Thanks for the paint, how about a little more
We would be egregiously remiss were we not to recognize a remarkable bit of public works road improvement recently completed on a stretch of local asphalt about which we have been perhaps annoyingly nagging for at least the last two years.
The location is the intersection of Arnold Drive and Highway 12 at the northeastern entrance to Glen Ellen where, for longer than we can remember, the striping demarcating the lanes and defining the edges of Arnold Drive, for vehicles turning in off Highway 12, had faded into oblivion.
We have made considerable note of the fact that, since Caltrans completed a total re-engineering of the curve containing that intersection more than a year ago, the striping installed by state workers did not connect with the vestigial remains of the almost invisible county stripe leading motorists south into Glen Ellen. At the same time, the white line defining the edge of the roadway – and thus keeping motorists out of a ditch alongside it, had disappeared entirely. That was a notable nighttime hazard for vehicles turning off 12, because for a critical 50 to 100 feet it was almost impossible to tell where the road went without slowing to a hazardously dangerous crawl.
Sometime last week a county-contracted striping crew laid down the long-missing lines all the way into Glen Ellen.
We do not pretend to assume those lines appeared because of our incessant badgering – we know that’s not how road decisions are made – but we want to congratulate the county Department of Roads and Public Works for finally getting it down, while we register a lingering complaint.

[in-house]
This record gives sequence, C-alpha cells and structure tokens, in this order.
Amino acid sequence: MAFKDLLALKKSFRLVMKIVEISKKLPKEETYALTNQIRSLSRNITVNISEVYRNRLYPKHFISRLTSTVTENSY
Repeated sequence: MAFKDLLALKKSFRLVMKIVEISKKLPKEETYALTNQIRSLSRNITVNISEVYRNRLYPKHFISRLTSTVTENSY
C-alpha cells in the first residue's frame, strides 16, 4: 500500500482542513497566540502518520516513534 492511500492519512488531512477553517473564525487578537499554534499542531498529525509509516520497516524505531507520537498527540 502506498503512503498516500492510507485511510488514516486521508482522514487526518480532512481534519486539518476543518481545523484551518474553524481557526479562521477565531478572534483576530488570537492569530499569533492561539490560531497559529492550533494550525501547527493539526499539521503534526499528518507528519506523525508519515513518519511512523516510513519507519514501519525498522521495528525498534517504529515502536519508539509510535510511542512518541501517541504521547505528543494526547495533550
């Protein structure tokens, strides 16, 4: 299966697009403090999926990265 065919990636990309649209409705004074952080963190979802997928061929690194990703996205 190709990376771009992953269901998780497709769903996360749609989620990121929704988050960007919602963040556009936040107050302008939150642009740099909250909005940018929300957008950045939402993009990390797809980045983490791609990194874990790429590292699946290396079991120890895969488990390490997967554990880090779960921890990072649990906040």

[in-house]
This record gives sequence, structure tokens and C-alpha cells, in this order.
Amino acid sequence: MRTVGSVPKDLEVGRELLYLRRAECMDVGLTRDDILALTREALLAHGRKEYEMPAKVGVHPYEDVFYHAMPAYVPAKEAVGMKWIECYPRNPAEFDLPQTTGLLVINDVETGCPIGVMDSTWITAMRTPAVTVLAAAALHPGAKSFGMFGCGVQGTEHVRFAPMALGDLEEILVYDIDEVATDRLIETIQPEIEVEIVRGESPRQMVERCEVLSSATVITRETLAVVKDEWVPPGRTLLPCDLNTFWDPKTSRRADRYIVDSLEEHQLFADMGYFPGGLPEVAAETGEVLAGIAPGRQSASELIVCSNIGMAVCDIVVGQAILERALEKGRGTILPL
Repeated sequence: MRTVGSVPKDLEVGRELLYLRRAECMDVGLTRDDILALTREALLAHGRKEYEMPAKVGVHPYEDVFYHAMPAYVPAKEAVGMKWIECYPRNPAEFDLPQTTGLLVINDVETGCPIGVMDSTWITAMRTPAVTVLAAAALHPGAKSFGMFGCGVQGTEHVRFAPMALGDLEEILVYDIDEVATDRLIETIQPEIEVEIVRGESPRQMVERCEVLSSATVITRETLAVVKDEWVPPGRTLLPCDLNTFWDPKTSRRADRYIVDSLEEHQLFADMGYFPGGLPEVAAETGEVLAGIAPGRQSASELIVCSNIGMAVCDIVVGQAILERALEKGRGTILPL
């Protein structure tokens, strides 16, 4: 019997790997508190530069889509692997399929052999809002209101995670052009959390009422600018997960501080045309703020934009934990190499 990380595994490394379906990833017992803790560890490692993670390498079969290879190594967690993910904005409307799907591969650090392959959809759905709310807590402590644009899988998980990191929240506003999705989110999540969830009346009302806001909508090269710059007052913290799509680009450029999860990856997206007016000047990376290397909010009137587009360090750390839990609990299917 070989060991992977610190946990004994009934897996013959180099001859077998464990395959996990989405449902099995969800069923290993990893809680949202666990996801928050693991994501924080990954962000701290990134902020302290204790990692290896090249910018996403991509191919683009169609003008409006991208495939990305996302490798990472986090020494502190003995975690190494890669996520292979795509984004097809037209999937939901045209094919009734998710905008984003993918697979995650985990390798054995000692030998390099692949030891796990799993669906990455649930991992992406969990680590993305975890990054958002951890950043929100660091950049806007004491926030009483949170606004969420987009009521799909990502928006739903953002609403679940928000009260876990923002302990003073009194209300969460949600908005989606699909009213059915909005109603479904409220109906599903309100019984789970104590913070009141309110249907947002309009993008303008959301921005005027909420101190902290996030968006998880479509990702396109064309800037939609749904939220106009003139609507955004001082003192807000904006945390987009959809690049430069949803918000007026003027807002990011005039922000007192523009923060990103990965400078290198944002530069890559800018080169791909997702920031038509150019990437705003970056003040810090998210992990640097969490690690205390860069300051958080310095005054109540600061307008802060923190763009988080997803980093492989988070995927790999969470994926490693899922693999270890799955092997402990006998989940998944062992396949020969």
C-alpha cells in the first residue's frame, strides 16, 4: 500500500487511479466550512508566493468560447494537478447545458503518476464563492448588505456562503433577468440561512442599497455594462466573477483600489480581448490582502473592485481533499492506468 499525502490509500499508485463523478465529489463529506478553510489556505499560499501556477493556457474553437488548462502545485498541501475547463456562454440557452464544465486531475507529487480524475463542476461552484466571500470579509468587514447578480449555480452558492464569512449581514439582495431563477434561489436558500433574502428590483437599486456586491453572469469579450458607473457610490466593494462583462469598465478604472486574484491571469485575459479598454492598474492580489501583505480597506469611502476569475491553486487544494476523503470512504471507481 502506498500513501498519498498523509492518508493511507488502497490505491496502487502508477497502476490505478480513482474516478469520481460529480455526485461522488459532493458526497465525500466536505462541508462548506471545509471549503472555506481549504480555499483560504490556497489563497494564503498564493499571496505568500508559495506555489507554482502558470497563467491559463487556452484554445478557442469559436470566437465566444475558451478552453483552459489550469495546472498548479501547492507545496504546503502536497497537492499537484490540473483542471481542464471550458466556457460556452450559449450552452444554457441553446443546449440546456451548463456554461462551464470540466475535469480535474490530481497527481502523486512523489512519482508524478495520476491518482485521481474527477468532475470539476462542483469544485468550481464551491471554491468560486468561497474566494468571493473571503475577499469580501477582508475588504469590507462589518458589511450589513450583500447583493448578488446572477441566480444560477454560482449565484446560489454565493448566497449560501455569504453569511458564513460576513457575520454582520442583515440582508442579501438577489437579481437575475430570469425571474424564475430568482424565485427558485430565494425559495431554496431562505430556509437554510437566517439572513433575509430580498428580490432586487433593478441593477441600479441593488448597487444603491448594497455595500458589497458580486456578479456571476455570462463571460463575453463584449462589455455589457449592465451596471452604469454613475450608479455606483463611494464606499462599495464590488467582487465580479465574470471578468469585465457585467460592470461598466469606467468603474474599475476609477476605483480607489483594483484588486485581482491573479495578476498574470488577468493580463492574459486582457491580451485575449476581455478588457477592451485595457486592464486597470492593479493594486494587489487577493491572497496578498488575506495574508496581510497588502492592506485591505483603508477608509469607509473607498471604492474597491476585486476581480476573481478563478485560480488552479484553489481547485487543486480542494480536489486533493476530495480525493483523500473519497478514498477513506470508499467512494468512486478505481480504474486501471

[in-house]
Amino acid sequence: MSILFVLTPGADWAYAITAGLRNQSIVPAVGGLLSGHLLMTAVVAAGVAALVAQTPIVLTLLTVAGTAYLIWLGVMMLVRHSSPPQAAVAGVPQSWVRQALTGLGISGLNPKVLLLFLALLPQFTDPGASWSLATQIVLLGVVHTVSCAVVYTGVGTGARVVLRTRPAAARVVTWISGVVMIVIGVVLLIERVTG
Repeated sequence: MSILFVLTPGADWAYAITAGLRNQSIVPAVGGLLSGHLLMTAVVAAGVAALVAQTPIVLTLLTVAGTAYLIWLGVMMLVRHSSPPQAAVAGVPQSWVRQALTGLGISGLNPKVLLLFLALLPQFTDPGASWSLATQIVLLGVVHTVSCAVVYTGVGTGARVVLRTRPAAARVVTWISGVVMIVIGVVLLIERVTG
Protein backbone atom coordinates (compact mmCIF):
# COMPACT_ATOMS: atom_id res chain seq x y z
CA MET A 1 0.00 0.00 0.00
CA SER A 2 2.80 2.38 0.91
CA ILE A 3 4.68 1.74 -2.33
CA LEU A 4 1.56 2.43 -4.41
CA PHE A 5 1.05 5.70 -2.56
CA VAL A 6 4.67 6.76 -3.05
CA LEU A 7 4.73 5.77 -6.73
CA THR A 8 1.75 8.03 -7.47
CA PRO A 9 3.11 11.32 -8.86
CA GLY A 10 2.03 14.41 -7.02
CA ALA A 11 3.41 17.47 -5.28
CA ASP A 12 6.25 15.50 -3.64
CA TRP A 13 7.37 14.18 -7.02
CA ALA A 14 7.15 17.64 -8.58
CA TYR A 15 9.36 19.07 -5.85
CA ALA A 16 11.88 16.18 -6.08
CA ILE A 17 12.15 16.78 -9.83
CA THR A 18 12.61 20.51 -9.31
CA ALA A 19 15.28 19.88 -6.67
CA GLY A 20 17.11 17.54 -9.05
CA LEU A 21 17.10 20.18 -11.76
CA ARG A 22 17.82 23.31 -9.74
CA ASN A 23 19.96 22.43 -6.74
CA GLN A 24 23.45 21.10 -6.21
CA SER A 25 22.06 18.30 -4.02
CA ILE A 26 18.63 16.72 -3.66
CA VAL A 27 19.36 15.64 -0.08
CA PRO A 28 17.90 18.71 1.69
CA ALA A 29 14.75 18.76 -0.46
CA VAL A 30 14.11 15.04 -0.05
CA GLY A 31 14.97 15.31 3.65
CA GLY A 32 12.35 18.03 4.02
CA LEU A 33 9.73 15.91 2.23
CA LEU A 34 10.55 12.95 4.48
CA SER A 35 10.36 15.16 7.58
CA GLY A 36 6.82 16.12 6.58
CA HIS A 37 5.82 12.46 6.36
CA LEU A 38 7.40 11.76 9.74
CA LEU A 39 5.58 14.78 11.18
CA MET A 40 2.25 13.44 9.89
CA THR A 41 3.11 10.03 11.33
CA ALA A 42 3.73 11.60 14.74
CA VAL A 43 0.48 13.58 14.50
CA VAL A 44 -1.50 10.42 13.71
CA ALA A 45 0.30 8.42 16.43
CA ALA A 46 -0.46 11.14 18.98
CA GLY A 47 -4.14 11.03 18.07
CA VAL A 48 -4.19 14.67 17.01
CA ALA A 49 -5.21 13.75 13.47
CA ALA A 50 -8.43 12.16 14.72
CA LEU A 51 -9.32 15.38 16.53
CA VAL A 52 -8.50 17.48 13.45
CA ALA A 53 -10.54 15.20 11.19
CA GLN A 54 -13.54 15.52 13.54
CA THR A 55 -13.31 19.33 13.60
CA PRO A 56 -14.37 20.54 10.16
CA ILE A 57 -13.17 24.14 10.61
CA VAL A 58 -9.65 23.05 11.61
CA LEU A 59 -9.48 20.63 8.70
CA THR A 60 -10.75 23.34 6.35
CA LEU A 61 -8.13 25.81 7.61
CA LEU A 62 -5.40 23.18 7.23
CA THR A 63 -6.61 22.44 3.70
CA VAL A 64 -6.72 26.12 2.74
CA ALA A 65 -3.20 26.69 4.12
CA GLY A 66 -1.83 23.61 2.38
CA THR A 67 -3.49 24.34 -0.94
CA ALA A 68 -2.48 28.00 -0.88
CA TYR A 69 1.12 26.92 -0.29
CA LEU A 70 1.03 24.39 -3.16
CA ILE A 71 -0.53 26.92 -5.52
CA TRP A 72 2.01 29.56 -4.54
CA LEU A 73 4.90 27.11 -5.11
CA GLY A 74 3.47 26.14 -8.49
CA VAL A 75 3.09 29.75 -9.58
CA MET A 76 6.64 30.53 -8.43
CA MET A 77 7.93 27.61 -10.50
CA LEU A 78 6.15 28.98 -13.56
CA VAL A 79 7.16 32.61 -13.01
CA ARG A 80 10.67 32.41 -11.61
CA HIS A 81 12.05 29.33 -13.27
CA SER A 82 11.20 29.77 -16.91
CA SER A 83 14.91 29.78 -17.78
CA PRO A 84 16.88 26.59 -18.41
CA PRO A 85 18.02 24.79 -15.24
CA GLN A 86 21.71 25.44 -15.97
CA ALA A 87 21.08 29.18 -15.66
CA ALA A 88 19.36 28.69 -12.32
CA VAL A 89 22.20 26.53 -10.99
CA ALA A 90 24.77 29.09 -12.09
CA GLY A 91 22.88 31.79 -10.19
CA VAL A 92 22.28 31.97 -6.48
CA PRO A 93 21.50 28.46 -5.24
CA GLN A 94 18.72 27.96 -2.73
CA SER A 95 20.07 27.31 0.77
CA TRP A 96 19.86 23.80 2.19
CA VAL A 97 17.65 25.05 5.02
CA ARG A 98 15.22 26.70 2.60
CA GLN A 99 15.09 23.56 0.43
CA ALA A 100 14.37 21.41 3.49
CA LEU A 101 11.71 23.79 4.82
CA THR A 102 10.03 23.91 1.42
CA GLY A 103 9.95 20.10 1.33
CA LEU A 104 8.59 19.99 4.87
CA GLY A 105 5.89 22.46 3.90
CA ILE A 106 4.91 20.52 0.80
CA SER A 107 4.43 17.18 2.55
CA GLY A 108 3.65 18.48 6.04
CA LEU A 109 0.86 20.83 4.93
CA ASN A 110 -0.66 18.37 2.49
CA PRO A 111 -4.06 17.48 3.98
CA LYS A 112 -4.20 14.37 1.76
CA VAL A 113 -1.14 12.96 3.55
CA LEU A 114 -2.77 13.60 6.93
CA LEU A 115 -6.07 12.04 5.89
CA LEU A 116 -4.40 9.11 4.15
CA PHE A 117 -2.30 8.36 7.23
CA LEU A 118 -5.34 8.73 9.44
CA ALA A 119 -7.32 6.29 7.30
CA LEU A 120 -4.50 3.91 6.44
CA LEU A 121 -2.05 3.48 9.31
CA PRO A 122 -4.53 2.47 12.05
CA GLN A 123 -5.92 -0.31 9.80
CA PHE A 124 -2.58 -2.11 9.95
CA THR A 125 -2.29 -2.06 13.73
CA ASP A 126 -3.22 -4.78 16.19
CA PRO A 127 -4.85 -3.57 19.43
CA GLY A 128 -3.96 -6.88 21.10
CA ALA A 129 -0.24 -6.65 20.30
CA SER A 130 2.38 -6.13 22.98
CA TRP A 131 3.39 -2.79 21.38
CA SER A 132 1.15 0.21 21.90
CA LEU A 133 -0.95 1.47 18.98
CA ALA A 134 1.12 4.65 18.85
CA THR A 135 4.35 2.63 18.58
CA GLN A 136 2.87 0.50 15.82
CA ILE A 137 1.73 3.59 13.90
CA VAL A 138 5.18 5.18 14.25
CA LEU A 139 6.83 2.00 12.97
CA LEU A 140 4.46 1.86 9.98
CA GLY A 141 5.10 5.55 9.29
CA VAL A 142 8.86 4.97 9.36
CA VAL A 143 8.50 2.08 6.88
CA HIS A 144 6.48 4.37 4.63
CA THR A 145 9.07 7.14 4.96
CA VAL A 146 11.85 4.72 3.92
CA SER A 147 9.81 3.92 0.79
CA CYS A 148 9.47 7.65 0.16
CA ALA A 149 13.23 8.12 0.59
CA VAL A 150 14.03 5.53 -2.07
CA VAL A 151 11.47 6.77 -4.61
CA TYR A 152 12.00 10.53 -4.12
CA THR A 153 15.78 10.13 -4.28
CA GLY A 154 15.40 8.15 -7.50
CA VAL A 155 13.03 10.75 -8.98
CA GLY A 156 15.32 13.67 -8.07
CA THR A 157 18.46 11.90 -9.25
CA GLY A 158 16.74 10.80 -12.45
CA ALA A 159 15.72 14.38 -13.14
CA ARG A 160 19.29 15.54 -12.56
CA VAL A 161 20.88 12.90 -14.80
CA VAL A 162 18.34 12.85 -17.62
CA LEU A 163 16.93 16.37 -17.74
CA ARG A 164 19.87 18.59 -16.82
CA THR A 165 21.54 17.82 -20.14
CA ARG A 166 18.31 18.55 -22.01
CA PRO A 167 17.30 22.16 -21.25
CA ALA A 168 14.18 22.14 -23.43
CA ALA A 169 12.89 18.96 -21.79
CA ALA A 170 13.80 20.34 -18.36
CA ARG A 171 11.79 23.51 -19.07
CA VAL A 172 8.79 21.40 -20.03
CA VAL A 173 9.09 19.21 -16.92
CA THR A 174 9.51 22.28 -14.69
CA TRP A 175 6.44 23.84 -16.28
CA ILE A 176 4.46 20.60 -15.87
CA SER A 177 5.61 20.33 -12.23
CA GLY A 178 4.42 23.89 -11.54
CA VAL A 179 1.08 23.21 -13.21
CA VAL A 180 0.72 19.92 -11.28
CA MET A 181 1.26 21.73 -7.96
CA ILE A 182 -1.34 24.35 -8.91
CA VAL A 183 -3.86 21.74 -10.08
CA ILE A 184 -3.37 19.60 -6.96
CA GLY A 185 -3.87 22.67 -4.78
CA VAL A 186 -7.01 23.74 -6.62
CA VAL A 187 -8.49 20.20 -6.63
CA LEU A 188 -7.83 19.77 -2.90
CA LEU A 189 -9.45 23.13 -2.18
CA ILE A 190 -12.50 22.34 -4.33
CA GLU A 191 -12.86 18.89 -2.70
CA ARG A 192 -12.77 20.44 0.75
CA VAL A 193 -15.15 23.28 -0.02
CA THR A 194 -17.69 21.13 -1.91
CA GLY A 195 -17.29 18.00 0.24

There is still an incomprehensible gap of some 50 feet between the clear lane lines laid down by Caltrans, and the fresh road paint applied by the county crew. Now, when you turn onto Arnold headed north on Highway 12, the lane line inextricably disappears for that brief gap. This would not be a big deal but for the fact that, at night, it is still hard to see quite where the lane goes until drivers are over the crest of the rounded berm leading onto Arnold Drive.
Is there some magical or bureaucratic barrier separating state paint from the county’s? Or is it just too dangerous to venture that 50-feet closer to a highway when wielding a striping truck? We’re curious and confused and wondering, why not just finish the job?
We understand the severe constraints imposed on Public Works by the county’s budget crunch, so we’re grateful for what we got. We just would have liked to get a little more – about 50 feet to be more precise.
And while we’re at it, there is one thing else: At the other end of Glen Ellen, where Madrone Road intersects Highway 12, there is also an absence of lane paint along the northern edge of Madrone, that adds an unnecessary risk for northbound motorists turning left toward Arnold Drive. Once again, there is a turnoff bordered by a significant drop-off and no way to see the edge clearly at night.
A little more paint – about 100 feet we figure –would fix that problem in a flash.
We expect we’ll be reminding the county for the next couple of years.